MSE Seminar Series: Thomas H. Epps, III
Friday, December 7, 2012
1:00 p.m.-2:00 p.m.
Room 2108 Chemical and Nuclear Engineering Bldg.
301 405 5240
Using Interfacial Manipulations to Generate Functional Materials from Nanostructured Polymers
Thomas H. Epps, III
Thomas & Kipp Gutshall Professor of Chemical Engineering
University of Delaware
As future technological progress necessitates the design and control of nanoscale devices, new methods for the facile creation of smaller features must be discovered. One sub-class of soft material, block copolymers, provides the opportunity to design materials with attractive chemical and mechanical properties based on the ability to assemble into periodic structures with nanoscale domain spacings. To employ block copolymers in many applications, it is essential to understand how interfacial energetics influence copolymer morphologies. Two areas of recent research in the group involve: (1) probing the effects of interfacial composition on block copolymer self-assembly using tapered block copolymers, and (2) generating gradient substrate and free surfaces for thin films block copolymer studies. In the first area, we are manipulating the interfacial region between blocks to control ordering transitions in tapered diblock copolymers and triblock copolymers. This ability to adjust copolymer energetics allows us to generate nanoscale networks for applications ranging from analytical separation membranes to ion-conducting materials. In the second area, we are manipulating polymer thin film interfacial interactions using discrete gradient methods to control the free surface interactions, and gradient arrays of assembled monolayers to influence the substrate surface interactions. In particular, our chlorosilane monolayer gradients and solvent vapor gradients permit rapid screening of the surface/polymer interactions necessary to induce the desired nanostructure orientations in many block copolymer systems.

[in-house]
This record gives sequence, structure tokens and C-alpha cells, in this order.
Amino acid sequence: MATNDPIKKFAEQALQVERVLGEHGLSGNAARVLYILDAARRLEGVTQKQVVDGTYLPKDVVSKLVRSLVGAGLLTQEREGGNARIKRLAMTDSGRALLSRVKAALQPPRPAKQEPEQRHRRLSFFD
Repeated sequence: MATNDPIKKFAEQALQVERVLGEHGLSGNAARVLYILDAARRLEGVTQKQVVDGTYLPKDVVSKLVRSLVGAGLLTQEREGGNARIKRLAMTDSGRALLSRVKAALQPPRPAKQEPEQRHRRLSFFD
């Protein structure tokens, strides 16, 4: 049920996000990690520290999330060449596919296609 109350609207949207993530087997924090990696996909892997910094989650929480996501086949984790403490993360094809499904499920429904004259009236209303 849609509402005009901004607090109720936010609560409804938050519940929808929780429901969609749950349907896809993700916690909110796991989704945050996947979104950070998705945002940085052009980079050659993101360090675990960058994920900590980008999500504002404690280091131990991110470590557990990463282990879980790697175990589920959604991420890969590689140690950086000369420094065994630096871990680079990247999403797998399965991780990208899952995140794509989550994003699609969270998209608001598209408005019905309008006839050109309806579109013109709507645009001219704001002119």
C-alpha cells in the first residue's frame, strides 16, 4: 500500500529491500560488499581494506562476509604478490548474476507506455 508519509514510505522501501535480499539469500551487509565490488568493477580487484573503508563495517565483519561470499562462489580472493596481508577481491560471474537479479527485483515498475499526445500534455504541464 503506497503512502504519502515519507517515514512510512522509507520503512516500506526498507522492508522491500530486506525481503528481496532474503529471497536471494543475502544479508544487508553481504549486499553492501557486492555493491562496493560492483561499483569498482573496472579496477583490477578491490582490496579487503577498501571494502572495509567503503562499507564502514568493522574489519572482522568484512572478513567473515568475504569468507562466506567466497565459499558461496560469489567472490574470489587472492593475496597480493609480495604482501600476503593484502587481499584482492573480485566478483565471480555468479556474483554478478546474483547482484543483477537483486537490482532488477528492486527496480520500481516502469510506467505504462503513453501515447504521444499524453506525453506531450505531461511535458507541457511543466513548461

About the Speaker
Prof. Epps is currently the Thomas and Kipp Gutshall Chair of Chemical and Biomolecular Engineering with a joint appointment in Materials Science and Engineering at the University of Delaware (UD), and an affiliated faculty member at the Delaware Biotechnology Institute (DBI). He received his B.S. degree in Chemical Engineering from MIT in 1998 and an M.S. degree in Chemical Engineering from MIT in 1999. He completed his graduate research at the University of Minnesota and received a Ph.D. in Chemical Engineering in 2004; he then joined NIST as a postdoctoral fellow. Dr. Epps joined UD in the summer of 2006.
His research interests include nanostructured assemblies for targeted drug delivery, polymeric materials for bio-separation and ion-conduction membranes, nanostructured soft materials for catalytic applications, and the exploration of surface responsive polymer films using combinatorial methods. Dr. Epps has received several honors and awards including: the Thomas & Kipp Gutstall Professorship (2012); the UD Alison Society, Gerard J. Mangone Young Scholars Award (2011); the DuPont Young Professor Grant Award (2010); the Presidential Early Career Award for Scientists and Engineers (PECASE) (2009); the Air Force Young Investigator Award (2008); the National Organization for the Professional Advancement of Black Chemists and Chemical Engineers (NOBCChE) Lloyd N. Ferguson Young Scientist Award (2007), a National Science Foundation (NSF) CAREER Award (2007), and an NRC Postdoctoral Fellowship (2004) among others. In addition, he was the panel moderator for the Percy L. Julian Celebration at the National Academy of Sciences (2007). Dr. Epps also is active in the American Chemical Society (ACS Board of Directors Diversity Partner), American Institute of Chemical Engineers, American Physics Society (Polymers Division), and Sigma Xi. At UD, he is a member of the Center for Neutron Science and Center for Molecular and Engineering Thermodynamics.